The New Coke Saga: A Case of Innovative Decision Making Gone Wrong

Abstract

Decision making is a fundamental part in any management practice. Management policies and procedure are what essentially keeps a company going despite all prevailing circumstances. At the core of any action that is taken, is a decision making process which validates the worth of that action towards achieving the company’s goals.

There are several methods that have been put forward to guide decision makers in any organization towards choosing options that will give optimal results. When it comes to marketing strategy decisions however, a larger role is played by market research data. The insights that emerge from such data are critical in answering some of the questions that guide the strategy building process.

We shall hence evaluate the effects of poor decision making in the corporate world by looking into the New Coke saga of 1985. An overview of the assumptions underlying the product’s launch will demonstrate to us why most marketers consider it the biggest marketing mistake in corporate history. We shall then explain the flaws in these assumptions and how they could have been avoided.

Introduction

In the course of heated product rivalries with their main competitors Pepsi, Coca cola’s had dropped its market share from an enormous 60 percent to only 24 percent by 1983 (Davila, Epstein & Shelton, 2007). Given the resounding message that Coke was losing out on product quality, the firm chose to change its age old product formula.

The Research

Just like any normal product launch process, a thorough market research study was undertaken beforehand. The research was based on taste tests and focus group discussions. It conducted 200,000 taste tests in total to gauge a true picture of people’s reaction to the product (Bhasin, 2010).

The surveys pitted the new coke flavour well above both classic Coca Cola and Pepsi Cola. The 10 percent portion of negative feedback received was hence easily ignored following top managerial pressure to adopt the new formula and save the brand’s dwindling market share. What followed was the decision to take the former version of the drink off the market.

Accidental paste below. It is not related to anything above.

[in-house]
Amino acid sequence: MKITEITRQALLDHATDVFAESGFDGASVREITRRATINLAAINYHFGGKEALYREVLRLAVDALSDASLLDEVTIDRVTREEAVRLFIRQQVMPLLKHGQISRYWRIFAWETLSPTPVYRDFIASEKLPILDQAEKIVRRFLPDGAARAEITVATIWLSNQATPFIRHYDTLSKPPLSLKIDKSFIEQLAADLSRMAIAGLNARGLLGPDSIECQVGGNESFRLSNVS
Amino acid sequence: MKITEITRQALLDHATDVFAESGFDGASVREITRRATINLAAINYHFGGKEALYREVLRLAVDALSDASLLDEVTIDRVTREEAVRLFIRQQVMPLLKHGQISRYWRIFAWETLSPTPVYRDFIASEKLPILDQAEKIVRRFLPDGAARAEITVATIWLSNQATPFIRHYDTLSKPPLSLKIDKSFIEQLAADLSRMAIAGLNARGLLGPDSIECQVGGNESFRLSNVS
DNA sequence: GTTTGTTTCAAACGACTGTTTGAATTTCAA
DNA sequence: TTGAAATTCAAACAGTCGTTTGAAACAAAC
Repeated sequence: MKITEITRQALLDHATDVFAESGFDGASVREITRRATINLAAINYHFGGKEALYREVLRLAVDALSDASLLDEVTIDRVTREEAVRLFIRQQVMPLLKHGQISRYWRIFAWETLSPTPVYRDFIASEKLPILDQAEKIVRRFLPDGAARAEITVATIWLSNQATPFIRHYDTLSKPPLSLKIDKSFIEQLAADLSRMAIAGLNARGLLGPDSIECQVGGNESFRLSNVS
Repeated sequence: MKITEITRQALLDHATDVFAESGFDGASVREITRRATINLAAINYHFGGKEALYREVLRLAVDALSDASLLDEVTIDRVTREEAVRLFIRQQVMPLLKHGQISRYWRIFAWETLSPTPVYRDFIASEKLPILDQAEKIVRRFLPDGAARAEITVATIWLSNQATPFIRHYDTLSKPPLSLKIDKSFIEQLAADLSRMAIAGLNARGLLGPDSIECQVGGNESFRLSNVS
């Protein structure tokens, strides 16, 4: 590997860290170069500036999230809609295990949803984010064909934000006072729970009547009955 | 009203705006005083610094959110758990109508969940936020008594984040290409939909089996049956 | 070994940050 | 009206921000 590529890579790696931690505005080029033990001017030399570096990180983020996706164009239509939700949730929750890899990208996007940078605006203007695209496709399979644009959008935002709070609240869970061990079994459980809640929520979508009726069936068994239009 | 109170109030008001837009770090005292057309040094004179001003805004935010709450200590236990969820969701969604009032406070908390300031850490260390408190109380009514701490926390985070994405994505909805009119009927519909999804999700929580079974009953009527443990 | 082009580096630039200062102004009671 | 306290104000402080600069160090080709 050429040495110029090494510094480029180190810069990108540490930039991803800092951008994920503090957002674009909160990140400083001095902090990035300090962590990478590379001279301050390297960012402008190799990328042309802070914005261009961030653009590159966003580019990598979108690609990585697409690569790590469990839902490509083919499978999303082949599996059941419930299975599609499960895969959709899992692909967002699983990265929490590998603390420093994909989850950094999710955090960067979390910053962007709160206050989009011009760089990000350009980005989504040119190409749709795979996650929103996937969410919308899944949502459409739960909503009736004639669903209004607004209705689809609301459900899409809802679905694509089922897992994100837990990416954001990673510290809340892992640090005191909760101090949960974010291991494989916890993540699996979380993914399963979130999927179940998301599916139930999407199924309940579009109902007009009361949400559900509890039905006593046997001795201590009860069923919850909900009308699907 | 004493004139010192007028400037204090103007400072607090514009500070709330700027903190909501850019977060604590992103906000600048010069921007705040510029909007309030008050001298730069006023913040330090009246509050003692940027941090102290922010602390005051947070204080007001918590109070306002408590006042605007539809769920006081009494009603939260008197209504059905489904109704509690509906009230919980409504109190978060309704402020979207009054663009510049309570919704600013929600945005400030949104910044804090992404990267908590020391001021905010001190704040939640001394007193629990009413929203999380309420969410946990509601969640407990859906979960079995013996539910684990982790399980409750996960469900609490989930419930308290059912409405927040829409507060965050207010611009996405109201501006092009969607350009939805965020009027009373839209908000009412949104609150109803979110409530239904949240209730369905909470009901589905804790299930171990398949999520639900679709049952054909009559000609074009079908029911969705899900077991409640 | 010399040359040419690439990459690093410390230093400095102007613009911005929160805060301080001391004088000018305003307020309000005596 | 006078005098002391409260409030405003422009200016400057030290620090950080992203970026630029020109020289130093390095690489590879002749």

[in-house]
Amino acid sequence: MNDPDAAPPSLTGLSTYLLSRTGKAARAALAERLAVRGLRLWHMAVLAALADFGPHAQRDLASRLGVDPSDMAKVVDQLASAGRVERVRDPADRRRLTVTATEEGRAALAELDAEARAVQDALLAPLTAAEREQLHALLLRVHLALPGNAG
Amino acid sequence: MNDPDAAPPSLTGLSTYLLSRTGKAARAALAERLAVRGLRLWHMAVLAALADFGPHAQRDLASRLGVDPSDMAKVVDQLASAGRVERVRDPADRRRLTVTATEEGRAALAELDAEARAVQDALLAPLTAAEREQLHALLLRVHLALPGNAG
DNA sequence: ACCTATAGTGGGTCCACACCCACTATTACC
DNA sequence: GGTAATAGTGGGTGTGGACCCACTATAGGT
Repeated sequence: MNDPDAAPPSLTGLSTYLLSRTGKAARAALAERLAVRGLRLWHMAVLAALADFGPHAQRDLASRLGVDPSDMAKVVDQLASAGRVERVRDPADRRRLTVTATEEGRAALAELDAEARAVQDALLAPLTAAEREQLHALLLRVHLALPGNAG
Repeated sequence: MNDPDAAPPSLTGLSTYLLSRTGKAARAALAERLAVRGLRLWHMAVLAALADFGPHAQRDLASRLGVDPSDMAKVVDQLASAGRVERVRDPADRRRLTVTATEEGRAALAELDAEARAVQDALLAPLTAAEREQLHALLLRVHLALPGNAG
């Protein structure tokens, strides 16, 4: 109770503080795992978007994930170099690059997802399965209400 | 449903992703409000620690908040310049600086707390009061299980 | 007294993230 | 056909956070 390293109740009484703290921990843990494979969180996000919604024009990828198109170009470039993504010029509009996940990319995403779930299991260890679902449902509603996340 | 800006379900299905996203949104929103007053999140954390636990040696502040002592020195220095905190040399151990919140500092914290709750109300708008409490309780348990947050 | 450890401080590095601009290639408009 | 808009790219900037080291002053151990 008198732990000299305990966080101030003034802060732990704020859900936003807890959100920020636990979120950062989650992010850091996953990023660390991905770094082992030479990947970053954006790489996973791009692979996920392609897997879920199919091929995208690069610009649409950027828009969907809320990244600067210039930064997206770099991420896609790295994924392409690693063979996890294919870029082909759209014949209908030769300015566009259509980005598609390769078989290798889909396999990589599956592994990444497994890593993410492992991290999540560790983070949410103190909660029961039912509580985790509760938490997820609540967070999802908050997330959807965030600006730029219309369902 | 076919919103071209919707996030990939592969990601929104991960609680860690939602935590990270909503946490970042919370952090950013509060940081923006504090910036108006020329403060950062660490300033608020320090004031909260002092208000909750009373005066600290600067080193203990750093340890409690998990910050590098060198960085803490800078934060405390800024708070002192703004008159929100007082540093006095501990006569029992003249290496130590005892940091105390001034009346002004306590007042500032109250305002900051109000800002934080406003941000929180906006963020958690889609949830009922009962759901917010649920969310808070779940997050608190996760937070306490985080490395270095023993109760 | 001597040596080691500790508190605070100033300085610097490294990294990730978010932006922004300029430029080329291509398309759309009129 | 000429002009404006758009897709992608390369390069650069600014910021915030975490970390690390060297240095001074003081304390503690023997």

Market Reaction

Initially, the market had reacted quite positively to the introduction of the new Coke. The product had raised sales for Coke by eight percent up from the previous year . Nevertheless, it wasn’t long before devoted consumers of the classic Coca Cola started to strike back by influencing boycotts and protest on the new Coke. 10 weeks after its removal classic Coke version was returned (Clifford, 2009).

Poor assumptions made

i) Failure to investigate market’s reaction to Classic Coke’s withdrawal

It was quickly that the newer product would ultimately prove more superior to the former regardless of the period that either product had been in the market. The value of brief taste tests was not sufficient to validate an immediate shift of preference towards the new product.

The company had made a crucial mistake in disregarding the contradictory views presented in focus groups towards the older drink. The rational responses gathered from these discussions unveiled a huge difference between the consumers’ natural behaviour and their stated preferences (Davis, 1993)

ii) The prevailing attitude towards Classic formula

Again, we find that the product was launched at a time when a new mind set against high carbohydrate products was getting introduced. Coca Cola had interpreted the success of Diet Coke as a threat against their core commodity, Coke. They hence assumed that the negative change in market share could be attributed to a negative attitude towards their classic formula. The reality though was that this image has only been forged by Pepsi’s challenge campaign. (Capparell, 2007)

My Recommendations

More in-depth data concerning the new brand was needed. Blind taste tests were not enough. I would have chosen to test people’s reaction to the idea of having the old product out of the market. I would also have given a survey based query to establish the attitude of the general market towards other market variables such as pricing, distribution, packaging

To test the validity of the assumption that the new coke was a better product, these dimensions needed to be held into account. A weighted mean index based on this set of aspects for each tested drink would have revealed more information regarding people’s opinion about the drink.

References

Bhasin, H. (2010). Coca Cola Brand Failure. Retrieved from http://www.marketing91.com/coca-cola-brand-failure/

Capparell (2007). The Real Pepsi Challenge: he Inspirational Story of Breaking the Color Barier in American Business. New York: Free Press.

Clifford, S. (2009, January 30). Coca-Cola Deleting ‘Classic’ From Coke Label. The New York Times. Retrieved from http://www.nytimes.Com/2009/01/31/business/media/31coke.html

Davila, T., Epstein, M. J. & Shelton, R. (2007). The Creative Enterprise: Execution. Westport: Praeger Publishers.

Davis, M. B. A. (1993). God, What a Blunder: The New Coke Story. Retrieved from http://web.archive.org/web/20060515214006/http://members.lycos.co.uk/thomassheils/newcoke.htm